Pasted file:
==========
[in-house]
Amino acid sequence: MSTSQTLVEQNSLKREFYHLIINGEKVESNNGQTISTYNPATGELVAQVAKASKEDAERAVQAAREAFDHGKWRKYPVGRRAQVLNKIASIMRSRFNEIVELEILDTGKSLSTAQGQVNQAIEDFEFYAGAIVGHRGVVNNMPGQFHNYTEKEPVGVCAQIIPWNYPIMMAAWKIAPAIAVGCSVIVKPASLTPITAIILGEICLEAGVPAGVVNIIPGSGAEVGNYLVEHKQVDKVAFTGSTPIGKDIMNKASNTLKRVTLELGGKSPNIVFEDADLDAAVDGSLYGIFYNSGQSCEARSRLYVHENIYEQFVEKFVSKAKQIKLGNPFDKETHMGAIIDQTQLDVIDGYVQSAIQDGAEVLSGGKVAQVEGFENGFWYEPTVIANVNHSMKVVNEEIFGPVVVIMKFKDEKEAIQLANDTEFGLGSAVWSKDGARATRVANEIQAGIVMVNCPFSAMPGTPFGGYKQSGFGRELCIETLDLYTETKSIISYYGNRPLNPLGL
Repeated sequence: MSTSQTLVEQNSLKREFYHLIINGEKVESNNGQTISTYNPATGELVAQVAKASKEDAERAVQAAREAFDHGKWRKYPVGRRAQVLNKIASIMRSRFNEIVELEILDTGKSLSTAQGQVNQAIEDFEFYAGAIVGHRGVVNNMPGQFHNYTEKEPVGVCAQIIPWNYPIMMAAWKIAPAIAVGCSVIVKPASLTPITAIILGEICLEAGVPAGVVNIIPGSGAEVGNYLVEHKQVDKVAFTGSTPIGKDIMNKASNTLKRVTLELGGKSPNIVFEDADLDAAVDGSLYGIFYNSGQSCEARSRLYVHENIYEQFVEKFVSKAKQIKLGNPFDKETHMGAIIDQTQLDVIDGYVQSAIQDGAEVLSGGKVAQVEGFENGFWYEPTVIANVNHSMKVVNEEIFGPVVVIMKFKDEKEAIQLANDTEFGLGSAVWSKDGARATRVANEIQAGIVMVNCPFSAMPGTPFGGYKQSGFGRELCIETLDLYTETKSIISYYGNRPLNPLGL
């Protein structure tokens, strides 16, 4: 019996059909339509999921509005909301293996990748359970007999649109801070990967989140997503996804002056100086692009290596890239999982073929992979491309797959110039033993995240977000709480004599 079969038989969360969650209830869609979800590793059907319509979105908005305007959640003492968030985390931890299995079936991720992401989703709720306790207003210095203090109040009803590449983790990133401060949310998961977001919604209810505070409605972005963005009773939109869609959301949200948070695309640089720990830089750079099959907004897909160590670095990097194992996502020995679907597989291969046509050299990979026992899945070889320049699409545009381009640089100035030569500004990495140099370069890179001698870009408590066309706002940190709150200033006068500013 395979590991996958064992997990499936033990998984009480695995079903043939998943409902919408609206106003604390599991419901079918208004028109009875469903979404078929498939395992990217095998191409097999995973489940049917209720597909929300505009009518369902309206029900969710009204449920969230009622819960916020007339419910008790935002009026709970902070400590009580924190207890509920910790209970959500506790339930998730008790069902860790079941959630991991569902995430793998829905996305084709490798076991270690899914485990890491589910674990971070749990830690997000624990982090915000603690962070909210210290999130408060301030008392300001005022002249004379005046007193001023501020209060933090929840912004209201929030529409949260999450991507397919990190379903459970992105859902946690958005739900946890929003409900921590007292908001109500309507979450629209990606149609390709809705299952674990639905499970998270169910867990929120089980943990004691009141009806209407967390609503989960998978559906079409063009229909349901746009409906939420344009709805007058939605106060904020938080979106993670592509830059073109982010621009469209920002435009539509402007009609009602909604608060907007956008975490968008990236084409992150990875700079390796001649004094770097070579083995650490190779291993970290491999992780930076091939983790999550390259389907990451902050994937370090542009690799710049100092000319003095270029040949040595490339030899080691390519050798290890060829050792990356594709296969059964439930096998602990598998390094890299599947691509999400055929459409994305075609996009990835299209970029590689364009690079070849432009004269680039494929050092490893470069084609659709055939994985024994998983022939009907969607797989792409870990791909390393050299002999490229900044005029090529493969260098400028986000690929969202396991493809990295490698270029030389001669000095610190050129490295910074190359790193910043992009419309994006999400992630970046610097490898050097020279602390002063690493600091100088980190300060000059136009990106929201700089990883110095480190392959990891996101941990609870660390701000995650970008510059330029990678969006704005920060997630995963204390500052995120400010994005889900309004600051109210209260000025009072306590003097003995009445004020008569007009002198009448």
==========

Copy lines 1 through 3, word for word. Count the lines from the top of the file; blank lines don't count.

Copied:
[in-house]
Amino acid sequence: MSTSQTLVEQNSLKREFYHLIINGEKVESNNGQTISTYNPATGELVAQVAKASKEDAERAVQAAREAFDHGKWRKYPVGRRAQVLNKIASIMRSRFNEIVELEILDTGKSLSTAQGQVNQAIEDFEFYAGAIVGHRGVVNNMPGQFHNYTEKEPVGVCAQIIPWNYPIMMAAWKIAPAIAVGCSVIVKPASLTPITAIILGEICLEAGVPAGVVNIIPGSGAEVGNYLVEHKQVDKVAFTGSTPIGKDIMNKASNTLKRVTLELGGKSPNIVFEDADLDAAVDGSLYGIFYNSGQSCEARSRLYVHENIYEQFVEKFVSKAKQIKLGNPFDKETHMGAIIDQTQLDVIDGYVQSAIQDGAEVLSGGKVAQVEGFENGFWYEPTVIANVNHSMKVVNEEIFGPVVVIMKFKDEKEAIQLANDTEFGLGSAVWSKDGARATRVANEIQAGIVMVNCPFSAMPGTPFGGYKQSGFGRELCIETLDLYTETKSIISYYGNRPLNPLGL
Repeated sequence: MSTSQTLVEQNSLKREFYHLIINGEKVESNNGQTISTYNPATGELVAQVAKASKEDAERAVQAAREAFDHGKWRKYPVGRRAQVLNKIASIMRSRFNEIVELEILDTGKSLSTAQGQVNQAIEDFEFYAGAIVGHRGVVNNMPGQFHNYTEKEPVGVCAQIIPWNYPIMMAAWKIAPAIAVGCSVIVKPASLTPITAIILGEICLEAGVPAGVVNIIPGSGAEVGNYLVEHKQVDKVAFTGSTPIGKDIMNKASNTLKRVTLELGGKSPNIVFEDADLDAAVDGSLYGIFYNSGQSCEARSRLYVHENIYEQFVEKFVSKAKQIKLGNPFDKETHMGAIIDQTQLDVIDGYVQSAIQDGAEVLSGGKVAQVEGFENGFWYEPTVIANVNHSMKVVNEEIFGPVVVIMKFKDEKEAIQLANDTEFGLGSAVWSKDGARATRVANEIQAGIVMVNCPFSAMPGTPFGGYKQSGFGRELCIETLDLYTETKSIISYYGNRPLNPLGL